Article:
First batch of 25 crisis-hit workers reaches New Delhi from Jeddah

| Thursday, August 11, 2016 - 22:49
First Published |
Jeddah, Saudi Arabian King Salman, Rajasthan, Gaya district, Bihar, V.K. Singh

Indian workers, who are returning to India at Jeddah's King Abdulaziz International Airport in Saudi Arabia

Jeddah: Their "Gulf dream" in tatters and facing an uncertain future, the first batch of 25 crisis-hit Indian workers reached New Delhi from the King Abdulaziz International Airport, Jeddah.  
The workers, who were brought to the airport in a bus by the Indian consulate, were seen off by Consul General Noor Rahman Sheikh, and senior officials Anand Kumar and M. Fahmi.
The 25 are among the estimated 7,700 workers of the Saudi Oger construction company who hit the headlines when they were affected by financial crisis because of non-payment of salaries and dues, and had to be given food and shelter in some 20 camps.
Their crisis prompted the government to despatch Minister of State for External Affairs V.K. Singh to this country.
The crisis also saw Saudi Arabian King Salman issuing a series of directives to address their problems, and earmarking Saudi Riyal 100 million ($26 million) to address the concerns of the workers and end their suffering. 
King Salman also directed the Saudi passport department to facilitate exit visas and other procedures for the distressed workers.
Many of the workers, including Hindus, at the airport on Thursday morning were seen carrying the holy waters of Zamzam in bottles for friends and relatives back home. The Saudi Labour Ministry had announced free passage for workers who were willing to return home.
Though Indian consulate officials have assured the workers that they will pursue financial claims on their behalf, most appeared confused and apprehensive about what lay ahead -- including the onward journey to their states from New Delhi.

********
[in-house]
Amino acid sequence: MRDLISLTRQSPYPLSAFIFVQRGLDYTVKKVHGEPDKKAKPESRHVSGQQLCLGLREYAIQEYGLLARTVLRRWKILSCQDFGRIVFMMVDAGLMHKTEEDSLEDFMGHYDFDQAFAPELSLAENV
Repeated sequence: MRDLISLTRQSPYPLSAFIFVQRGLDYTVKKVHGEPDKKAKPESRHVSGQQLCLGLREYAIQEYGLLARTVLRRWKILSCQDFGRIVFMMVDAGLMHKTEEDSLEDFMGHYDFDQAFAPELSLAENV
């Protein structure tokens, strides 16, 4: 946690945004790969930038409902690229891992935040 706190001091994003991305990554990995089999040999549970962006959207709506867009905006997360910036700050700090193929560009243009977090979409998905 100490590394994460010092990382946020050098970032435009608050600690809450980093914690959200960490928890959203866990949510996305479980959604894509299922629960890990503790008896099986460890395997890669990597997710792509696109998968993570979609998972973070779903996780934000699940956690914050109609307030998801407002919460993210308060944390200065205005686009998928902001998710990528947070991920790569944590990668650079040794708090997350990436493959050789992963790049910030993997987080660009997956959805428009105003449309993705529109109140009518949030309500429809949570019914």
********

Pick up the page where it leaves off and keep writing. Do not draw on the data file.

"It is saddening to leave Saudi Arabia as I made some money earlier; but now the chances are grim," said Ram Nivas, a plumber from Churu district in Rajasthan. 
"Due to non-payment of wages, there was no meaning in continuing the job," said Nasir Raza of Gaya district in Bihar, who had returned to Saudi Arabia only recently after a vacation and is now leaving for good.
"I have full faith in both the governments of Saudi Arabia and India and I have authorised them to collect my pending arrears and send them to me in India," said Musharaf Ali, a driver hailing from Meerut in Uttar Pradesh who has been here for eight years. 
"I had heart surgery and the huge expenses were borne by the now ill-fated company. I had enjoyed working there. Though there was the option to seek new employment, I prefer to return home," said Shakir Ahmed, a resident of Patna in Bihar.
"When I arrived three years ago I felt so happy to be part of such a large company, but the situation worsened and it is sad to return home. I love the country," said V. Ram Prasad of Visakhapatnam, Andhra Pradesh.
The lists of workers who are being repatriated at their request are being prepared by Indian diplomats in coordination with Saudi Labour Ministry officials. Many Indian workers are opting to return home, according to sources.
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